Epidemiology Research Faculty
Meet the faculty
Maria Argos, PhD, conducts research focused on the health effects of arsenic and other metals among children and adults in Bangladesh, the population of which has been severely affected by decades of elevated exposure to arsenic through consumption of naturally contaminated groundwater. Dr. Argos’ research has shown dose-response associations of arsenic with chronic disease outcomes (mortality and skin lesions), pregnancy outcomes, and early cardiometabolic impacts on children. Her work has also identified epigenetic mechanisms that may underlie these observed associations.
Dr. Mark Dworkin is an infectious disease physician and epidemiologist whose research focuses on HIV medication adherence. He is currently leading a National Institutes of Health funded randomized clinical trial testing a mobile phone app intervention designed for young African American men who have sex with men that features a human avatar that teaches and motivates. Other recent research work has involved studying electronic adherence monitoring as an intervention for young African American men who have sex with men and understanding barriers to medication adherence in female sex workers living with HIV in Hyderabad, India. Other interests include public health surveillance of infectious diseases, outbreak investigation, and food poisoning prevention.
Dr. Ronald Hershow engages in epidemiologic research that mainly deals with HIV infection in women, hepatitis C virus infection, and nosocomial infections. Areas of focus include viral coinfections and other cofactors that may influence HIV disease progression, prevention of infectious disease morbidity in substance users, and the epidemiology of antibiotic-resistant microorganisms in hospitals. In more recent years, his research has expanded globally including the study of best approaches to promote successful antiretroviral therapy use among HIV-infected injection drug users in Indonesia.
Supriya Mehta, PhD, focuses on identifying bio-behavioral risks and pathways for STIs and HIV. Her work in antimicrobial resistant N. gonorrhoeae has provided support to national STI treatment guidelines in Kenya. A current study in Kisumu, Kenya seeks to understand how the penile microbiome contributes to STIs. Her teaching interests include core epidemiologic concepts and the epidemiology of sexually transmitted infections.
S. Jay Olshansky, PhD, focuses on estimates of the upper limits to human longevity, exploring the health and public policy implications associated with individual and population aging, forecasts of the size, survival, and age structure of the population, pursuit of the scientific means to slow aging in people (The Longevity Dividend), and global implications of the re-emergence of infectious and parasitic diseases. Dr. Olshansky is on the board of directors of the American Federation of Aging Research; he is the first author of The Quest for Immortality: Science at the Frontiers of Aging (Norton, 2001) and A Measured Breath of Life (2013); and co-edited Aging: The Longevity Dividend (Cold Spring Harbor Laboratory Press, 2015).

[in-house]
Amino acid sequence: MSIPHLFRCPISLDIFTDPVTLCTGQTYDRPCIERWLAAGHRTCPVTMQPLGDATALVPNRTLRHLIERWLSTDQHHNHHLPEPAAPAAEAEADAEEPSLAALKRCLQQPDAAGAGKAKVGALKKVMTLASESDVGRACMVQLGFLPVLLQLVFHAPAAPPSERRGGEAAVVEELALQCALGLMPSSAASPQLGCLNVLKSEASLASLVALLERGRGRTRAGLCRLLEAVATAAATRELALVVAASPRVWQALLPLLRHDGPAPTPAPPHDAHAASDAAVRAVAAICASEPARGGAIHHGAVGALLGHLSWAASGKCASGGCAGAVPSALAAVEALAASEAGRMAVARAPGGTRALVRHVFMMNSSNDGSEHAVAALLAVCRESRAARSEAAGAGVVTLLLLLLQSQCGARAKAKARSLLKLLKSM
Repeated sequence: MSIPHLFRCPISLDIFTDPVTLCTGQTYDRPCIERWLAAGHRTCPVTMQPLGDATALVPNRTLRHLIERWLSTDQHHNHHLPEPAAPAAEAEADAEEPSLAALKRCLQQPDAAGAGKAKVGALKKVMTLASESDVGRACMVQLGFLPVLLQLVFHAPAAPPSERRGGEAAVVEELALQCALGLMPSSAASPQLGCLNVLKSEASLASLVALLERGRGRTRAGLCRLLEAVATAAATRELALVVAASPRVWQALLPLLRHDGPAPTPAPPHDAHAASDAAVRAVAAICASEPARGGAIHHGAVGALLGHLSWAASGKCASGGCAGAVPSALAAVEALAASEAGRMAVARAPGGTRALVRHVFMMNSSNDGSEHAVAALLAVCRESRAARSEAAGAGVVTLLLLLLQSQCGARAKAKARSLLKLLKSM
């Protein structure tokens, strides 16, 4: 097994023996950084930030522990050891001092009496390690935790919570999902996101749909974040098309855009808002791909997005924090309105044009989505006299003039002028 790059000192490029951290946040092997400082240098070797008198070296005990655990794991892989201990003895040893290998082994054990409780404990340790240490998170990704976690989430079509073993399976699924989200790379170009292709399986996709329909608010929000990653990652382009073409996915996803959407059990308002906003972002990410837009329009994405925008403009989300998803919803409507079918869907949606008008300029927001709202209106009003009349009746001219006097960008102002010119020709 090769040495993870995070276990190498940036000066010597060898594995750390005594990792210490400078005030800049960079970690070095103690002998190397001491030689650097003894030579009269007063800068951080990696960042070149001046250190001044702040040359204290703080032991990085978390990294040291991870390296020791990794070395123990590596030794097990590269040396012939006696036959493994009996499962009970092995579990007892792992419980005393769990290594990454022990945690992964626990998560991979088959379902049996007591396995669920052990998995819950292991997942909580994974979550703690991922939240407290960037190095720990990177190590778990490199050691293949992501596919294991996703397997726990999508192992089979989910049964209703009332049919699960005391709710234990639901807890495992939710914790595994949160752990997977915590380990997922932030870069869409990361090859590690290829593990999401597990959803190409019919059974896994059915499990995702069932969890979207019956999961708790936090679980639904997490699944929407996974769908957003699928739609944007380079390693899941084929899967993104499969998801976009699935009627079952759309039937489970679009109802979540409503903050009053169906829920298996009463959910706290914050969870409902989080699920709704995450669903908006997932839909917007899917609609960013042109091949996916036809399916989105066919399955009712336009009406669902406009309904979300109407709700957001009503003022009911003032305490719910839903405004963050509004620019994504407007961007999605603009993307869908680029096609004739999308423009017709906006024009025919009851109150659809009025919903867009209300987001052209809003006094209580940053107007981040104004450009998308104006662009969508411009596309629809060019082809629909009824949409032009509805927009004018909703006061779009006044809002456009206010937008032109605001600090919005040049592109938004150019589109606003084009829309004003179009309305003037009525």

Caryn Peterson, PhD, focuses on determinants of racial, ethnic and socioeconomic disparities in cancer outcomes, including ovarian and Human Papillomavirus-related cancers. Her current work focuses on developing evidence-based programs to increase acceptability and utilization of the HPV vaccine, as well as screening to prevent HPV-related cancers among underserved individuals. She is also the co-director of UIC’s Cancer Education and Career Development Program, a National Cancer Institute-funded training grant that prepares pre-and postdoctoral fellows to conduct research in cancer disparities research.
Garth Rauscher, PhD, has conducted research in disparities in breast cancer screening, diagnosis and treatment for more than 15 years. Currently, he is the lead for the Metro Chicago Breast Cancer Registry, one of six active registries that contribute demographic, radiology and population-based breast cancer data to the Breast Cancer Surveillance Consortium. He serves as principal investigator for the Breast Cancer Care in Chicago study which has provided data for numerous student publications and presentations regarding racial/ethnic and socioeconomic disparities in breast cancer tumor characteristics, quality of care and outcomes.
Leslie Stayner, PhD, has more than 30 years of experience conducting research in the field of occupational and environmental epidemiology. Previously, he worked for the National Institute for Occupational Safety and Health and as a visiting scientist with the International Agency for Research on Cancer. His research current research focuses on the effects of exposures to nitrates and other agricultural chemicals in drinking water and the risk of childhood cancer and adverse reproductive and developmental outcomes. Previous research has centered on areas of occupational cancer, quantitative risk assessment and epidemiologic methods.